Why I Can't Tell You That I'm Mad At You (Yet)

(NOTE: Based on time elapsed since the posting of this entry, the BS-o-meter calculates this is 15.678% likely to be something that Ferrett now regrets.)

If I’m upset with you, I’m not going to tell you right away.  This strikes many as a form of punishment.  There I am, withdrawing my attention, talking with you as little as possible, and not sharing what I’m feeling.
It’s a pain in the ass, I admit.  Were I truly together person, I’d be able to tell you right away!  “Hey, you stepped on my feelings there, that hurt.”  And we’d clasp hands in greater friendship, right?
Sadly, no.
I suffer from a disease called Only Child Syndrome, to a horrifying degree.  I was the first grandchild in my family for six years, which meant for my entire early childhood I was lavished with presents and attention in a way that no child should ever endure.  Aunts and Uncles feted me, my every accomplishment was lauded, my every quirk tolerated lovingly.
It made me a monster.
I joke about it to this day: “Oh, ha ha, I was born on July 3rd and it took me seven years to realize the fireworks weren’t actually for me.”  But no, seriously, think about the kind of mindset it would take, even as a young child, to consistently think that the entire world would get together to hold a party for him.  That was just the way the world worked for me.  People did nice things for me all the time.
As I grew up, my OCS turned into a crippling handicap.  My family was aggressive with therapy, this being the everybody-talks-it-out 1970s, and so not only was I encouraged to have emotions – but was taught that when you had a problem, no matter how small, you should go hash it out with a nice big discussion.  This shattered my hopes of having a steady girlfriend for years, because basically I had been trained two things:
1)  I should get everything I want, ever.
2)  If I’m not getting it, I should complain until I do.
What that meant in practice is that I had zero sense of self-control.  Most people would go, “Okay, she’s just come back from an eighteen-hour shift at a job she hates, she hasn’t eaten, and her mother’s in the hospital – maybe she has a right to be a little snippy.”  But no, Mister OCS here would go, “Really, you should be nicer to me,” and wham.  Huge fight.
It took me a long time to learn that my childhood had inadvertently trained me to be butt-hurt about everything.  Hey, did you read my Entertainment Weekly before I did?  That was my Entertainment Weekly!  How dare you?  And so it went, where I’d just keep barraging everyone with the slightest discomfort I had until they got sick of me and went away.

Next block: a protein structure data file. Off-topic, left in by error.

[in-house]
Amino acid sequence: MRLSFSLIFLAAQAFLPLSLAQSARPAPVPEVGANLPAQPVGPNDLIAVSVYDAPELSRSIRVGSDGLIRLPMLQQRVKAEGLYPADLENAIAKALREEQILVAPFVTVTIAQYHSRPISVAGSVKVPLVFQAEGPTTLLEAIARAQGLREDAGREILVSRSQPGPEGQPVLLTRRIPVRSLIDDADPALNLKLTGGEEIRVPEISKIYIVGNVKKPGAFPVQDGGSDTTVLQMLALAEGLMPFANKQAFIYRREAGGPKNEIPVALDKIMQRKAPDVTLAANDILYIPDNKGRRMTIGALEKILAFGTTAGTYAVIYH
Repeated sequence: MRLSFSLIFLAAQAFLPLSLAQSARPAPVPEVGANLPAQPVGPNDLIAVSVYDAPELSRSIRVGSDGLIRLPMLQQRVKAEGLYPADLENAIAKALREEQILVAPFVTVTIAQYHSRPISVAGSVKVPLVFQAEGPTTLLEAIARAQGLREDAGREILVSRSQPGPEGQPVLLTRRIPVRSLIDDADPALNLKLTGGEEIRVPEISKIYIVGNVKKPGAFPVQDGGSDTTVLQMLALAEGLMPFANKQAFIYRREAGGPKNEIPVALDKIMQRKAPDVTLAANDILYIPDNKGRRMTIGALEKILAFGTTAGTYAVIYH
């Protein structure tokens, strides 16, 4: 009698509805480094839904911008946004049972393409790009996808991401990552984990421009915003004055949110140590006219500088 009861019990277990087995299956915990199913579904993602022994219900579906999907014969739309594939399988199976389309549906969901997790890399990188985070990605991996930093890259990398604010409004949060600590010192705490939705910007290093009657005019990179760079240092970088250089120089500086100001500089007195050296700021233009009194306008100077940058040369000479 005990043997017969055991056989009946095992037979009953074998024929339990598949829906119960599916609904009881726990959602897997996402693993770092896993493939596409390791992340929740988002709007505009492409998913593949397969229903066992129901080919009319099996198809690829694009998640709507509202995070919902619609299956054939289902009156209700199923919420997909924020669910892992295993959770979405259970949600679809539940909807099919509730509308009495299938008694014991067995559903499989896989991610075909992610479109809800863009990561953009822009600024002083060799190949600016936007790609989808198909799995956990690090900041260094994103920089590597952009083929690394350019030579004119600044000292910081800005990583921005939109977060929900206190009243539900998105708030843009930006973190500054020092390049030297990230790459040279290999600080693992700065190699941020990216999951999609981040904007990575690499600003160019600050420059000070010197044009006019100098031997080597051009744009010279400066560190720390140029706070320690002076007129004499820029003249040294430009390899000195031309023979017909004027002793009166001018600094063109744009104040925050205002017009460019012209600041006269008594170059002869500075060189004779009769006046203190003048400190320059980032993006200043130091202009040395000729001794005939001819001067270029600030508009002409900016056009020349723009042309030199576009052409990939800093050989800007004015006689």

With Gini’s love and diligent training, I have learned to blunt the edges of my OCS.  Yet I still get pissy more than I should.  I’ll still get furious whenever someone takes the seat I wanted at the movie theater – but now I go, “Okay, dude, you’re one seat over from your ideal location.  And it’s not like she thought ‘Oh, that’s the best seat, I’m stealing it just to spite him!’ even though you’re sure she must have known how badly you wanted it.  This isn’t a fucking incursion, it’s you overreacting.”
So whenever I’m hurt, I have to do an OCS compensation check – yes, you’re irritated, Ferrett, but is this really worth discussing?  And particularly if it’s a deep hurt, sometimes I have to do some internal digging and figure out whether this is just me being a whiner baby.  So I’ll withdraw for a bit while I try to intellectually dissect the problem and figure out whether this is a) a valid concern that should be discussed, or b) eight-year-old me getting pissy because his birthday cake isn’t chocolate.
That takes me a while.  And yes, it’s a pain.  I’m sorry, because it means there is often a day or two where I don’t respond well to texts or emails as I hash this out.  But it’s a workaround that winds up ultimately being better, because for every absence you notice, there’s probably ten absences where OCS-boy has thought it over and gone, “Nope, that’s just you being unreasonable.  Can it.”
It’s not my brightest side, I admit.  But as a workaround for a fundamentally-flawed psyche, it’s the best I can do.  I’ve put a lot of effort into speeding up my OCS processing power, optimizing routines so that sometimes, I’m over my internal hissy-fit before you’re finished sitting down in that theater seat I wanted.  But there are times where everything slows to a crawl and I have to wait until an hour later to finally bring it up.  Even if, in many cases, you would have cheerfully altered your behavior had I told you, and the delay means that you feel bad because you hurt me needlessly.
Trust me.  While I know it’s vexing, sadly, the alternative is currently worse.

1 Comment

  1. Kathryn Scannell
    Jul 8, 2012

    Thank you for this. It’s both disturbing and helpful how much of myself I see in this essay. And it provides a huge insight into at least half the fights I have with my wife. We deal with them and get over it, but I think we might both benefit from me trying this approach. Some days it’s easier than others to step away from that inner eight year old, and the fights usually happen when I don’t. I’d identified the inner eight year old as something I needed to back away from, but this is giving me new insights into where it came from.

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